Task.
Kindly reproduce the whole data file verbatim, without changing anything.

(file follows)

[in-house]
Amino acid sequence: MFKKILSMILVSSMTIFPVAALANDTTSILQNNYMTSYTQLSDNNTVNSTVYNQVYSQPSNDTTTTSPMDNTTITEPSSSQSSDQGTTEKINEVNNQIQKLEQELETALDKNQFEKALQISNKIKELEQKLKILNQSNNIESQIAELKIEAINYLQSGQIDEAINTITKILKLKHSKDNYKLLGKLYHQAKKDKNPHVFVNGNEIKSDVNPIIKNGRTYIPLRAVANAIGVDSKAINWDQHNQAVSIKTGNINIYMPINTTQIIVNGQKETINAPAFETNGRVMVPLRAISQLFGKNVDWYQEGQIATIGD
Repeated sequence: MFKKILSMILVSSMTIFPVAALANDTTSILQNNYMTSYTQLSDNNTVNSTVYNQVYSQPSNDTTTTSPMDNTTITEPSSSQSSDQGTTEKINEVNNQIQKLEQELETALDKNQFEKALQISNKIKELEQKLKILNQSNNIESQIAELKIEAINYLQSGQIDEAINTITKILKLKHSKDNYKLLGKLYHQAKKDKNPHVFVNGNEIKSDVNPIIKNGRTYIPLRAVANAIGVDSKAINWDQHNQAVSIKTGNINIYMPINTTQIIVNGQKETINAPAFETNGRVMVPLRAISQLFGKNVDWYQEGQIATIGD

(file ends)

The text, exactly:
[in-house]
Amino acid sequence: MFKKILSMILVSSMTIFPVAALANDTTSILQNNYMTSYTQLSDNNTVNSTVYNQVYSQPSNDTTTTSPMDNTTITEPSSSQSSDQGTTEKINEVNNQIQKLEQELETALDKNQFEKALQISNKIKELEQKLKILNQSNNIESQIAELKIEAINYLQSGQIDEAINTITKILKLKHSKDNYKLLGKLYHQAKKDKNPHVFVNGNEIKSDVNPIIKNGRTYIPLRAVANAIGVDSKAINWDQHNQAVSIKTGNINIYMPINTTQIIVNGQKETINAPAFETNGRVMVPLRAISQLFGKNVDWYQEGQIATIGD
Repeated sequence: MFKKILSMILVSSMTIFPVAALANDTTSILQNNYMTSYTQLSDNNTVNSTVYNQVYSQPSNDTTTTSPMDNTTITEPSSSQSSDQGTTEKINEVNNQIQKLEQELETALDKNQFEKALQISNKIKELEQKLKILNQSNNIESQIAELKIEAINYLQSGQIDEAINTITKILKLKHSKDNYKLLGKLYHQAKKDKNPHVFVNGNEIKSDVNPIIKNGRTYIPLRAVANAIGVDSKAINWDQHNQAVSIKTGNINIYMPINTTQIIVNGQKETINAPAFETNGRVMVPLRAISQLFGKNVDWYQEGQIATIGD